Though he states earlier in the film that he’s never gotten in the way of his daughters doing what they want, his half-hearted support is stunted by the fact that he doesn’t believe his daughter has it in her to oppose long-standing ideals of how a woman should behave in their society.
It’s not an uncommon mindset; allowing reform and liberation is one thing but giving women the tools and support they need to thrive is another. But Al Mansour’s intention isn’t to blame the men or society. There is no harsh or righteous criticism, she’s simply letting us see how it plays out.
In a way, that feels more like we’re peering into the lives of a liberal Saudi family navigating their way through a society that’s on the cusp of modernisation. And less like a polemic parable of one woman’s fight against the systems that seek to keep her bated – though this is arguably one of the film’s central messages.
Another core message is sisterhood, specifically the idea of cultivating the sisterhood – something that Al Mansour talks a lot about. When Maryam enlists the help of her two younger sisters, Selma and Sara, for her campaign both are initially surprised and dismissive.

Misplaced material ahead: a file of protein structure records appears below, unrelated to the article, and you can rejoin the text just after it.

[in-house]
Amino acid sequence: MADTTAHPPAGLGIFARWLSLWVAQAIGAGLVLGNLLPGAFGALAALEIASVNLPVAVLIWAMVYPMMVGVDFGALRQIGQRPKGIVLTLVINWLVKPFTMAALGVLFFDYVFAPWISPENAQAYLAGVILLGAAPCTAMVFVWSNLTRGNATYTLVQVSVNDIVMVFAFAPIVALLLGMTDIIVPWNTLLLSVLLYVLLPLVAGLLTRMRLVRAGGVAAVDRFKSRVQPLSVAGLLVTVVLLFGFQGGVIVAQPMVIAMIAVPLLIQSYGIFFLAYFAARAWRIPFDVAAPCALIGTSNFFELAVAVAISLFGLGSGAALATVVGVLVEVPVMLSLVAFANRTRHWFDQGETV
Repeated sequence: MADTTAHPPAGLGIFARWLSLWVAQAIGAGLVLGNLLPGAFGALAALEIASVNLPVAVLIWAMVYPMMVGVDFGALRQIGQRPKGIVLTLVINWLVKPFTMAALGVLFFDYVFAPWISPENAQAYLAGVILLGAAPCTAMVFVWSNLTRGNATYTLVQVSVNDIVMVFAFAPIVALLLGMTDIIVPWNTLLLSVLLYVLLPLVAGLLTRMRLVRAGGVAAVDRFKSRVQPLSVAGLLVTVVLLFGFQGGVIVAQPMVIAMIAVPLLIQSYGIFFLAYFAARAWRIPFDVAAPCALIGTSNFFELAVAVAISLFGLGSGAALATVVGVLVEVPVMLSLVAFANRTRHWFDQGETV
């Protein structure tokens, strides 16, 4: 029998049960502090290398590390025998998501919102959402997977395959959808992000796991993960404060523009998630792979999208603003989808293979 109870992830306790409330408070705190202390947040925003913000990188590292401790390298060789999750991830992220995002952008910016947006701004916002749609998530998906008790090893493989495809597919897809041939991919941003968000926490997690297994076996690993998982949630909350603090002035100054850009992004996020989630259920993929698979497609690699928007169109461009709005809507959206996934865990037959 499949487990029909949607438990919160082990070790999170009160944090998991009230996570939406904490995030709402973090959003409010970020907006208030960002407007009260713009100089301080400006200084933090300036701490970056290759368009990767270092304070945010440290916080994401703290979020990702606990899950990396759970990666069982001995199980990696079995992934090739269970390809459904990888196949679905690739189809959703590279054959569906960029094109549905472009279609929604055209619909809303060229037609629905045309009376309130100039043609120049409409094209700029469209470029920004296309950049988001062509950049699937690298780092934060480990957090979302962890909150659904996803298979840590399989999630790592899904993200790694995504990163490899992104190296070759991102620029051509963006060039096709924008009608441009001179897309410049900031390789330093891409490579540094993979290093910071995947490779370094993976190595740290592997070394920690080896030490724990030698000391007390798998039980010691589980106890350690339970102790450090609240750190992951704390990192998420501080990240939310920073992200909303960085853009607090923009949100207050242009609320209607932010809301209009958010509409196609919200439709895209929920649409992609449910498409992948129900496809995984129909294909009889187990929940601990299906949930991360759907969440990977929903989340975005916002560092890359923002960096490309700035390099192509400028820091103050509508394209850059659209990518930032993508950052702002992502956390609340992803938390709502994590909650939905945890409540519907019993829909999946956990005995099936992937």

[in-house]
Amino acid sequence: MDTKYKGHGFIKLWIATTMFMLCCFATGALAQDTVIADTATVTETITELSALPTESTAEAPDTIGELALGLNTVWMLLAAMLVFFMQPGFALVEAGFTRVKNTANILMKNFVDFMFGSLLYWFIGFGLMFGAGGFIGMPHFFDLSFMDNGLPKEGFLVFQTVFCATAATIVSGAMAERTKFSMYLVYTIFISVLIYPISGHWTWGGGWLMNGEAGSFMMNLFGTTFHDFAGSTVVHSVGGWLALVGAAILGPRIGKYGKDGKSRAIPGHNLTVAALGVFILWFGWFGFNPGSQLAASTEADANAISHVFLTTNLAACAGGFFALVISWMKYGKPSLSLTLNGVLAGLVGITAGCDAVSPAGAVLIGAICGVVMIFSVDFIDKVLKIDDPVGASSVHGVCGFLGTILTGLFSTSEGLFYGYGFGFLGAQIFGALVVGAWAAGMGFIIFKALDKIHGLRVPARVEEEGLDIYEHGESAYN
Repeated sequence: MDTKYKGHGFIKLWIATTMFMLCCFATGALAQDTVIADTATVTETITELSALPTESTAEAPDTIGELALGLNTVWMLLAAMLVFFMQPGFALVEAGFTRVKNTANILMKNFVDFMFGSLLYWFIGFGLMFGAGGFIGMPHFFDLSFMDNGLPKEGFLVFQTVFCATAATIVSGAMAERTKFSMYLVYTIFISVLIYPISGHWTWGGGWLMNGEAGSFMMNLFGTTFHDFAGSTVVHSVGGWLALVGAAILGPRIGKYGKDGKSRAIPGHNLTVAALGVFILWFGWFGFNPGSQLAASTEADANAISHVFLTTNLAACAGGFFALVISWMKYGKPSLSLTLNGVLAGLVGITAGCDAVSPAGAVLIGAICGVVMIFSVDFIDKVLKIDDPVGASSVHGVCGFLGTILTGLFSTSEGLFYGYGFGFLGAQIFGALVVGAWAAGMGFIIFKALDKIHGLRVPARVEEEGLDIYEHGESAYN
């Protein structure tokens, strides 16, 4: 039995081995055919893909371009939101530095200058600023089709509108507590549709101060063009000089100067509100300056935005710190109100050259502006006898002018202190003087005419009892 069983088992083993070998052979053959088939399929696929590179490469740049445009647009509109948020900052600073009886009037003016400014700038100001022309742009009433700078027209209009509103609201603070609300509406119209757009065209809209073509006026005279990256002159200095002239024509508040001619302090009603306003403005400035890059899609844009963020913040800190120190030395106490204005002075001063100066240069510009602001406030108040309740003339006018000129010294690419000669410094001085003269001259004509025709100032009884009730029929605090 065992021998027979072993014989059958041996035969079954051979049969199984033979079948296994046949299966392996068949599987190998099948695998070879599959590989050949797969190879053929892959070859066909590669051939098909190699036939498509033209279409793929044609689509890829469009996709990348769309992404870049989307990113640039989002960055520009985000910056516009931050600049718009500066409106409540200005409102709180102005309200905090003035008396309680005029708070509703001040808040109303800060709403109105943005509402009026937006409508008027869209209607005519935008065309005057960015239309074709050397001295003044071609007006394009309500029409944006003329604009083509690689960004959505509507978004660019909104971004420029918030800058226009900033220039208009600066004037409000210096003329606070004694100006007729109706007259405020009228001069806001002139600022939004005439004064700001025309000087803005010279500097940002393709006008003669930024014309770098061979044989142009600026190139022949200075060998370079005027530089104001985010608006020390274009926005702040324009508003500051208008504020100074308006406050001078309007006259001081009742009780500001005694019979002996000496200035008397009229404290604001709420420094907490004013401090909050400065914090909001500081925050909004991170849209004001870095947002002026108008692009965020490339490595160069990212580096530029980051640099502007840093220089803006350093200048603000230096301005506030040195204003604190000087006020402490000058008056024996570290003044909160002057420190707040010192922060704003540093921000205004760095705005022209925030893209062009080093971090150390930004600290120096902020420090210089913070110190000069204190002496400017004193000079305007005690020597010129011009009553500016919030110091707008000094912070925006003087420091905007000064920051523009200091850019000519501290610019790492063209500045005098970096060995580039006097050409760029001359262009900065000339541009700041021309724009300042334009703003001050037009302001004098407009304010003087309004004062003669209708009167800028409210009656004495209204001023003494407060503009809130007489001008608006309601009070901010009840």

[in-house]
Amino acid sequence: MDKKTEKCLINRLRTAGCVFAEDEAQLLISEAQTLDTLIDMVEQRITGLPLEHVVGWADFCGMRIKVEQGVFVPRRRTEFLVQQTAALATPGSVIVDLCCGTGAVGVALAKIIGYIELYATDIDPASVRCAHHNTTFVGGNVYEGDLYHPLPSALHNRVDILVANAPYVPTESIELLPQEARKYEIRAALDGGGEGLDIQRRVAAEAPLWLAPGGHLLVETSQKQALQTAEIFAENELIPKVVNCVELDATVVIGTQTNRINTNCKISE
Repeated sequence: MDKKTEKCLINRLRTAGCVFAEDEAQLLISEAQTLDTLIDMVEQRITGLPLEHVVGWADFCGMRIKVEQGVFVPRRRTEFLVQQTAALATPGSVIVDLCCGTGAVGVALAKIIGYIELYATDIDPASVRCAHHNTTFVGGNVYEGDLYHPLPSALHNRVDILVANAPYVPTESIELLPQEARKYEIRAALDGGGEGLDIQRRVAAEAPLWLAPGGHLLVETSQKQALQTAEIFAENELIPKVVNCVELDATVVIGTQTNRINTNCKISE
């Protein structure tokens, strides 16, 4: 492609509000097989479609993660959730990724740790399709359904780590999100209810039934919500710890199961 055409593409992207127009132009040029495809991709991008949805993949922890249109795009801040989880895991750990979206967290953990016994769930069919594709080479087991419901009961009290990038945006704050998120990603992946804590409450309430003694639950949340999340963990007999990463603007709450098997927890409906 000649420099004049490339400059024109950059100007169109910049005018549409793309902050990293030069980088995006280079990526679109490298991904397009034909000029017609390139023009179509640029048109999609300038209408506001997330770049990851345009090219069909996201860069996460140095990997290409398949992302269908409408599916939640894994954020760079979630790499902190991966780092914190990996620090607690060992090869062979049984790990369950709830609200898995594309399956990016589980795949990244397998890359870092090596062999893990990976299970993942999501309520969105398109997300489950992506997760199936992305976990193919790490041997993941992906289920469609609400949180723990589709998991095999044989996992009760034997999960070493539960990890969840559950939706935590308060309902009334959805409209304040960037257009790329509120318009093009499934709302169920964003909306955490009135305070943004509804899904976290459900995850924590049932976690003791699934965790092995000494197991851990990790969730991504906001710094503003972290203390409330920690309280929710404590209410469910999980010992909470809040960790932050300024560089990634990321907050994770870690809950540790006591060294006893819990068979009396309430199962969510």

They had to grow up with societal backlash of coming from a family of musicians and understand that Maryam’s candidacy will rile up similar reactions from the local community – having a father who was poet and performer himself, Al Mansour perhaps knows the reality of this all too well. But Maryam is stubborn and resolved.
Her indomitable desire to be taken seriously as a woman is infectious, and her sister Selma soon becomes her biggest champion. Working together, they steadily garner support (even in the unlikeliest of places) and show the women in their community that individually and collectively, they have the power to make real change happen.